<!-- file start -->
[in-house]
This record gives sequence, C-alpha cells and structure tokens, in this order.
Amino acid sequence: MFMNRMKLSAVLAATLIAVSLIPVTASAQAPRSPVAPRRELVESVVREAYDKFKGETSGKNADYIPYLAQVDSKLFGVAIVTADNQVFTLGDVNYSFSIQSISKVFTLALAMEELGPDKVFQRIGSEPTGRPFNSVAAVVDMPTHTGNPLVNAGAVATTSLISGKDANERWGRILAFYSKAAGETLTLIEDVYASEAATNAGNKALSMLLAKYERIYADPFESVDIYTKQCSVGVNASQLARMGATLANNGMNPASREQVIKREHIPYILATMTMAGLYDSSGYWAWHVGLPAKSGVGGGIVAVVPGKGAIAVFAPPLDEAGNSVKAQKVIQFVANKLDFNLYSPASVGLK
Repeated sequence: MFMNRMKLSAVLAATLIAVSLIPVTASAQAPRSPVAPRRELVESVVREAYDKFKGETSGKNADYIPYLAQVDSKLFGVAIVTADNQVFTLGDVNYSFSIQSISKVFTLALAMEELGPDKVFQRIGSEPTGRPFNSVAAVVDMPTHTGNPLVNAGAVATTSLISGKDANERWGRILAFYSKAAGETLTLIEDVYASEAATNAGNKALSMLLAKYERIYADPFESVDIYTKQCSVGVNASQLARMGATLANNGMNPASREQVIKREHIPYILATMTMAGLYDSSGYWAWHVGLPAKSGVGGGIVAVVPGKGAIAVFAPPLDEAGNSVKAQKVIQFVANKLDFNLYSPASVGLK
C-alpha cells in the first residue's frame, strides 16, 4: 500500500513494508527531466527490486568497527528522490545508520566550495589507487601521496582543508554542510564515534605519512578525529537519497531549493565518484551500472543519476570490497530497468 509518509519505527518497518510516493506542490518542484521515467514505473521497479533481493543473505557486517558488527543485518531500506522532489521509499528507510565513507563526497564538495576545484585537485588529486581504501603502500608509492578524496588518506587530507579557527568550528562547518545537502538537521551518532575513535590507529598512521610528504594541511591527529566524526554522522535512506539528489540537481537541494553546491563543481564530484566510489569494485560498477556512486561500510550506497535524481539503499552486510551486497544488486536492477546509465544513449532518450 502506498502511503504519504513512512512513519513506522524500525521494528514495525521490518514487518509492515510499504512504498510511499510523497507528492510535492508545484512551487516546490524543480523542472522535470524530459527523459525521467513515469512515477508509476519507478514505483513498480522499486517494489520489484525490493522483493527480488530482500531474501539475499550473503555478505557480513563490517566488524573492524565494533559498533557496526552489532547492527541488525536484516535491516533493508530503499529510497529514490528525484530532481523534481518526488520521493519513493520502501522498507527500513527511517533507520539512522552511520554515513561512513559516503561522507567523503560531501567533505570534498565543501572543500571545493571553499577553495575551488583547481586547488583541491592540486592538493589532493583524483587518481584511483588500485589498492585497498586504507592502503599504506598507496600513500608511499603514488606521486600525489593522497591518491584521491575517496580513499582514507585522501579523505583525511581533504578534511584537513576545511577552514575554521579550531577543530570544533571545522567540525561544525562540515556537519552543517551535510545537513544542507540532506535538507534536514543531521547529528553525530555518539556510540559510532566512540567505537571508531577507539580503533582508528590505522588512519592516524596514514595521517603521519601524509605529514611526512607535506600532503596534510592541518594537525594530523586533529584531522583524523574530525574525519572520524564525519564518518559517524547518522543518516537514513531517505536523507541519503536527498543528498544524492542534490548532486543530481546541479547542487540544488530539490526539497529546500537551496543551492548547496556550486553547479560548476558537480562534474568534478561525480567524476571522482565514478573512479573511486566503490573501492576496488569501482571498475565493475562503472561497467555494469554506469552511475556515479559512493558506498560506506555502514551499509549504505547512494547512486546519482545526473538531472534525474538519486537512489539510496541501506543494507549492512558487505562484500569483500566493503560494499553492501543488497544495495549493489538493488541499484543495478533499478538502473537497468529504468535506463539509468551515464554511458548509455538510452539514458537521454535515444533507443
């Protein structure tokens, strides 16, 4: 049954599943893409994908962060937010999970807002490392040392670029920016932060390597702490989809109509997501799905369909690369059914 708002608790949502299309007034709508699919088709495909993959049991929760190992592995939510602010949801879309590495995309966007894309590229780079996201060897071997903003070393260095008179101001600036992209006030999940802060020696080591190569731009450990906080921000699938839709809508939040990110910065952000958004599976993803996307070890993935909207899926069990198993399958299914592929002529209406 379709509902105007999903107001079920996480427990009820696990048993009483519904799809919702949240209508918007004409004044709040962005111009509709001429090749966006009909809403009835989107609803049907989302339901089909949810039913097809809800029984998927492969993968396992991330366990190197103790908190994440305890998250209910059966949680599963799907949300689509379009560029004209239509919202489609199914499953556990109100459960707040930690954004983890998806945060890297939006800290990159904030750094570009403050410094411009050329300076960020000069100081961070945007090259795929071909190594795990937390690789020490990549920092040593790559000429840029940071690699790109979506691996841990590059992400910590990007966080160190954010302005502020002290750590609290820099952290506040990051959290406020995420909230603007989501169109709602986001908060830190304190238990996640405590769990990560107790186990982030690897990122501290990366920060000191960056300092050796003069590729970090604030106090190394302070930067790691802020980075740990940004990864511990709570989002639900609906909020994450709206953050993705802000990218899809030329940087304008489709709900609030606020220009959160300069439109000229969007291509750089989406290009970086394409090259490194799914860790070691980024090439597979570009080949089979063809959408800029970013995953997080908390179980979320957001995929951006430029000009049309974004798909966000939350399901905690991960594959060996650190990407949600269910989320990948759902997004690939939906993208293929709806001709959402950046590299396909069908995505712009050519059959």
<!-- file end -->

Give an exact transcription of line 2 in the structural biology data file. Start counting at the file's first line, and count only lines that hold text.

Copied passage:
This record gives sequence, C-alpha cells and structure tokens, in this order.